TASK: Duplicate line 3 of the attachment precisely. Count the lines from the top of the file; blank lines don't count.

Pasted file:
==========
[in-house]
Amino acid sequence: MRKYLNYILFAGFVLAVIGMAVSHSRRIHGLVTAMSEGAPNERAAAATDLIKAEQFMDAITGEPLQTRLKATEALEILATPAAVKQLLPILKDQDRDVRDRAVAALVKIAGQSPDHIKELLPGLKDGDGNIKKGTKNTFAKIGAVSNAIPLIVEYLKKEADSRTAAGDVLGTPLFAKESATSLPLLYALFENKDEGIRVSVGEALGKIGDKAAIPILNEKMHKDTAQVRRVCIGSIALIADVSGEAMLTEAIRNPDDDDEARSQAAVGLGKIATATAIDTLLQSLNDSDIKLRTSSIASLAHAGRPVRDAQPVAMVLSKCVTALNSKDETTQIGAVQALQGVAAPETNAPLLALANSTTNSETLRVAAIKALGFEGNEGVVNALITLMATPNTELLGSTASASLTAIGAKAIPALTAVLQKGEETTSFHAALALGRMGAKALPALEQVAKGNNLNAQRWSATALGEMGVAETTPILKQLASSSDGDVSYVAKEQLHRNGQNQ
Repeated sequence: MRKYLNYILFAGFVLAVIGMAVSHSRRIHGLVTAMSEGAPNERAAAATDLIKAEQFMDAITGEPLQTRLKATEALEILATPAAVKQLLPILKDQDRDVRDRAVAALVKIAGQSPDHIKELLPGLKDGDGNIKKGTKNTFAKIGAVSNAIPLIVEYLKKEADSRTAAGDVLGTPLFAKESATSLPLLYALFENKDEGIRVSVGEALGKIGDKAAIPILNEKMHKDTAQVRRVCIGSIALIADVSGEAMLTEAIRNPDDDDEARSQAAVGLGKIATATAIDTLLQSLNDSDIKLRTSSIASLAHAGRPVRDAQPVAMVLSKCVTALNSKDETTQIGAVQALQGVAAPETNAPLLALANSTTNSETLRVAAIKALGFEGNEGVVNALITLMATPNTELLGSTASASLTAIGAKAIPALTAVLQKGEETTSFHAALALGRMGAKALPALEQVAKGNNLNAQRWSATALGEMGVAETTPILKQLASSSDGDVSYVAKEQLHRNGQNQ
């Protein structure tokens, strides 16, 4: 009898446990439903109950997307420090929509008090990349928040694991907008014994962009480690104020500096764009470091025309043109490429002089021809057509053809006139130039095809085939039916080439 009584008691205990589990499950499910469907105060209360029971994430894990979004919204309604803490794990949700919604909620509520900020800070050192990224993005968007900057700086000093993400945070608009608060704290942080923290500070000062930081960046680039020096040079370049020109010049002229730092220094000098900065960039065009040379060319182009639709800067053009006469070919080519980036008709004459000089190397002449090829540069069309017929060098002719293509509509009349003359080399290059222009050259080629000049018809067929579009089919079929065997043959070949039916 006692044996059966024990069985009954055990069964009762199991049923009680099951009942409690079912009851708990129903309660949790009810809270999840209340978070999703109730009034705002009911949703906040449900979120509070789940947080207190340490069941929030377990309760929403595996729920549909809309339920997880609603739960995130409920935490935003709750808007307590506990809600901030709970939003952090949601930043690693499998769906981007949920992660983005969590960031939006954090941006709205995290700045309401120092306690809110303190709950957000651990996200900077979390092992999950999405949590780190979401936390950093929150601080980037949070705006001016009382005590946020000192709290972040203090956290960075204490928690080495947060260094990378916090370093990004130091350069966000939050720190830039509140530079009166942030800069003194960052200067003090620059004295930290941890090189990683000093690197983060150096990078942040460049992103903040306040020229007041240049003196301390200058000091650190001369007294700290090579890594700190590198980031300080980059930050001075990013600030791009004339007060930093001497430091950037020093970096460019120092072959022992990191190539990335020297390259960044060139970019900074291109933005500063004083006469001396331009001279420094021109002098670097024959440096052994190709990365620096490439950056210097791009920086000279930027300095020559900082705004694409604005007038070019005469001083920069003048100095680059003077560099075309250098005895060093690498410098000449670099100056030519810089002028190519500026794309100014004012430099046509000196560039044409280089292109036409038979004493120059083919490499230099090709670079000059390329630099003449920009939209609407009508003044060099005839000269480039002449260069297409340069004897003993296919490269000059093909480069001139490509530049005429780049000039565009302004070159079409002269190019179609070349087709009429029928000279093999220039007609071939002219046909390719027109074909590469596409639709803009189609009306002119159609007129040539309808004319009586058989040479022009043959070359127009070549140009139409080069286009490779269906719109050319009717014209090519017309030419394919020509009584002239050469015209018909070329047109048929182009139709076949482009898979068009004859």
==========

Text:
Repeated sequence: MRKYLNYILFAGFVLAVIGMAVSHSRRIHGLVTAMSEGAPNERAAAATDLIKAEQFMDAITGEPLQTRLKATEALEILATPAAVKQLLPILKDQDRDVRDRAVAALVKIAGQSPDHIKELLPGLKDGDGNIKKGTKNTFAKIGAVSNAIPLIVEYLKKEADSRTAAGDVLGTPLFAKESATSLPLLYALFENKDEGIRVSVGEALGKIGDKAAIPILNEKMHKDTAQVRRVCIGSIALIADVSGEAMLTEAIRNPDDDDEARSQAAVGLGKIATATAIDTLLQSLNDSDIKLRTSSIASLAHAGRPVRDAQPVAMVLSKCVTALNSKDETTQIGAVQALQGVAAPETNAPLLALANSTTNSETLRVAAIKALGFEGNEGVVNALITLMATPNTELLGSTASASLTAIGAKAIPALTAVLQKGEETTSFHAALALGRMGAKALPALEQVAKGNNLNAQRWSATALGEMGVAETTPILKQLASSSDGDVSYVAKEQLHRNGQNQ